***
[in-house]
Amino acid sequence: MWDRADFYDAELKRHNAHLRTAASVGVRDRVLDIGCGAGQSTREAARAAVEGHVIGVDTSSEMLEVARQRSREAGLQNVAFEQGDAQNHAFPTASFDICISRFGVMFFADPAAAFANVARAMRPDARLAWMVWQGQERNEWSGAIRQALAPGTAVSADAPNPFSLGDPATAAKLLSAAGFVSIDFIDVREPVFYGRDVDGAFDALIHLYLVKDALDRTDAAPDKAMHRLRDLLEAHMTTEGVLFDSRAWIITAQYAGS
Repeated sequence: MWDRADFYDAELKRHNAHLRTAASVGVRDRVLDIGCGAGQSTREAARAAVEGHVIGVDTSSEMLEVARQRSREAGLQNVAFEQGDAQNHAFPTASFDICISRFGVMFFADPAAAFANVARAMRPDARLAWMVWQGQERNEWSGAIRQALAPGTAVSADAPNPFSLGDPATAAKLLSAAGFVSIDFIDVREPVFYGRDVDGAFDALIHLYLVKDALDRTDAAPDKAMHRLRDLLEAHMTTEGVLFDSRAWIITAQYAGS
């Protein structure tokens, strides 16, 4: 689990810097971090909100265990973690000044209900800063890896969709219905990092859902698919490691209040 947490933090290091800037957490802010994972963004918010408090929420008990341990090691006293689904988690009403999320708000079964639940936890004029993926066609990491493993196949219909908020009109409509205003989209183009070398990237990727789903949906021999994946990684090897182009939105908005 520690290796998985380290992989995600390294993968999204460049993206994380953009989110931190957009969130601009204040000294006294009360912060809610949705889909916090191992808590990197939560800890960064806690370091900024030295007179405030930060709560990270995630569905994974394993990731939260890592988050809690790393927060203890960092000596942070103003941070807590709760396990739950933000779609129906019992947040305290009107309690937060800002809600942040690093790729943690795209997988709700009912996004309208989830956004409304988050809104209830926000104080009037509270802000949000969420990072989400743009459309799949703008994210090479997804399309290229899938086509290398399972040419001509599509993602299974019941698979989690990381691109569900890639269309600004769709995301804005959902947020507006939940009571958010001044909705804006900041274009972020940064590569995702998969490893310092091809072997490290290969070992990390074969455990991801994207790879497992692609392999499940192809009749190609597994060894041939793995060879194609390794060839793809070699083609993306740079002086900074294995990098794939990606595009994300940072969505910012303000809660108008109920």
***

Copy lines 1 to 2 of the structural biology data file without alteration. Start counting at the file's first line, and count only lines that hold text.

[in-house]
Amino acid sequence: MWDRADFYDAELKRHNAHLRTAASVGVRDRVLDIGCGAGQSTREAARAAVEGHVIGVDTSSEMLEVARQRSREAGLQNVAFEQGDAQNHAFPTASFDICISRFGVMFFADPAAAFANVARAMRPDARLAWMVWQGQERNEWSGAIRQALAPGTAVSADAPNPFSLGDPATAAKLLSAAGFVSIDFIDVREPVFYGRDVDGAFDALIHLYLVKDALDRTDAAPDKAMHRLRDLLEAHMTTEGVLFDSRAWIITAQYAGS